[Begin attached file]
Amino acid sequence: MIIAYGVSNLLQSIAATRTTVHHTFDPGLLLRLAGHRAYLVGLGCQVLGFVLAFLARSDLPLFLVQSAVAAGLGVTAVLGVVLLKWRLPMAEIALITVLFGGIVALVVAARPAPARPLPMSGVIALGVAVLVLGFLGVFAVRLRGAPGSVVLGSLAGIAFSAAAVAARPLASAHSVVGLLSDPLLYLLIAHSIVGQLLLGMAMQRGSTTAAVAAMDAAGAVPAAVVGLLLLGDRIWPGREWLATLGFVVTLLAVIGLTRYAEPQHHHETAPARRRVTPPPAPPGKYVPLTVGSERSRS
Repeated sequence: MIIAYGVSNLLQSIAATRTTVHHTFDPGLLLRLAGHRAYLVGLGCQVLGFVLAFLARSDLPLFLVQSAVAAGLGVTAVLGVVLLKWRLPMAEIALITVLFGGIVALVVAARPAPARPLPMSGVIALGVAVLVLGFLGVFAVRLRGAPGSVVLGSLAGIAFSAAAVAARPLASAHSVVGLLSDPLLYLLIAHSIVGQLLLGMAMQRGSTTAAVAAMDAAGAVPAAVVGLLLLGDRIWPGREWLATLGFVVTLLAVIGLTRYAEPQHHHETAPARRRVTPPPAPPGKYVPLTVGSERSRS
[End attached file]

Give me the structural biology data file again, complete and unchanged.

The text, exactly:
Amino acid sequence: MIIAYGVSNLLQSIAATRTTVHHTFDPGLLLRLAGHRAYLVGLGCQVLGFVLAFLARSDLPLFLVQSAVAAGLGVTAVLGVVLLKWRLPMAEIALITVLFGGIVALVVAARPAPARPLPMSGVIALGVAVLVLGFLGVFAVRLRGAPGSVVLGSLAGIAFSAAAVAARPLASAHSVVGLLSDPLLYLLIAHSIVGQLLLGMAMQRGSTTAAVAAMDAAGAVPAAVVGLLLLGDRIWPGREWLATLGFVVTLLAVIGLTRYAEPQHHHETAPARRRVTPPPAPPGKYVPLTVGSERSRS
Repeated sequence: MIIAYGVSNLLQSIAATRTTVHHTFDPGLLLRLAGHRAYLVGLGCQVLGFVLAFLARSDLPLFLVQSAVAAGLGVTAVLGVVLLKWRLPMAEIALITVLFGGIVALVVAARPAPARPLPMSGVIALGVAVLVLGFLGVFAVRLRGAPGSVVLGSLAGIAFSAAAVAARPLASAHSVVGLLSDPLLYLLIAHSIVGQLLLGMAMQRGSTTAAVAAMDAAGAVPAAVVGLLLLGDRIWPGREWLATLGFVVTLLAVIGLTRYAEPQHHHETAPARRRVTPPPAPPGKYVPLTVGSERSRS